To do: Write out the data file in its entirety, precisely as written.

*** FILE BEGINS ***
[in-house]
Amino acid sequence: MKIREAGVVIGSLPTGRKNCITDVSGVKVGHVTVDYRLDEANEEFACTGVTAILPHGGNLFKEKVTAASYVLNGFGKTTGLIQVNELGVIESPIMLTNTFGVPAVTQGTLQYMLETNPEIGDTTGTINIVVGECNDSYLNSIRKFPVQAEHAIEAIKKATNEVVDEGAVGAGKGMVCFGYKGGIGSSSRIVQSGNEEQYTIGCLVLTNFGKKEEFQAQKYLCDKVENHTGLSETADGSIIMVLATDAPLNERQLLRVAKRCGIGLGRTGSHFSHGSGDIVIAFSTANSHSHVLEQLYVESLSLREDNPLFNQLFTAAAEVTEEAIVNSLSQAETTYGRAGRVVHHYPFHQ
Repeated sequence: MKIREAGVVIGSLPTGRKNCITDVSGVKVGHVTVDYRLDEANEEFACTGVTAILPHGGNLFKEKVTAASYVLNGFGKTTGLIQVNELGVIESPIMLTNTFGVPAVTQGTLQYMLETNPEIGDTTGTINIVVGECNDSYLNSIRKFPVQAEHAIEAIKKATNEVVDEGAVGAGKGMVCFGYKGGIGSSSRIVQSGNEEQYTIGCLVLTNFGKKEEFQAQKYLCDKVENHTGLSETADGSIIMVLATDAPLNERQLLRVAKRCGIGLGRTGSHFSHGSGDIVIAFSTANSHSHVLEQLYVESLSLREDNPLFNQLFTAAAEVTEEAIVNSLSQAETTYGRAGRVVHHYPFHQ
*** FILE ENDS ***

[in-house]
Amino acid sequence: MKIREAGVVIGSLPTGRKNCITDVSGVKVGHVTVDYRLDEANEEFACTGVTAILPHGGNLFKEKVTAASYVLNGFGKTTGLIQVNELGVIESPIMLTNTFGVPAVTQGTLQYMLETNPEIGDTTGTINIVVGECNDSYLNSIRKFPVQAEHAIEAIKKATNEVVDEGAVGAGKGMVCFGYKGGIGSSSRIVQSGNEEQYTIGCLVLTNFGKKEEFQAQKYLCDKVENHTGLSETADGSIIMVLATDAPLNERQLLRVAKRCGIGLGRTGSHFSHGSGDIVIAFSTANSHSHVLEQLYVESLSLREDNPLFNQLFTAAAEVTEEAIVNSLSQAETTYGRAGRVVHHYPFHQ
Repeated sequence: MKIREAGVVIGSLPTGRKNCITDVSGVKVGHVTVDYRLDEANEEFACTGVTAILPHGGNLFKEKVTAASYVLNGFGKTTGLIQVNELGVIESPIMLTNTFGVPAVTQGTLQYMLETNPEIGDTTGTINIVVGECNDSYLNSIRKFPVQAEHAIEAIKKATNEVVDEGAVGAGKGMVCFGYKGGIGSSSRIVQSGNEEQYTIGCLVLTNFGKKEEFQAQKYLCDKVENHTGLSETADGSIIMVLATDAPLNERQLLRVAKRCGIGLGRTGSHFSHGSGDIVIAFSTANSHSHVLEQLYVESLSLREDNPLFNQLFTAAAEVTEEAIVNSLSQAETTYGRAGRVVHHYPFHQ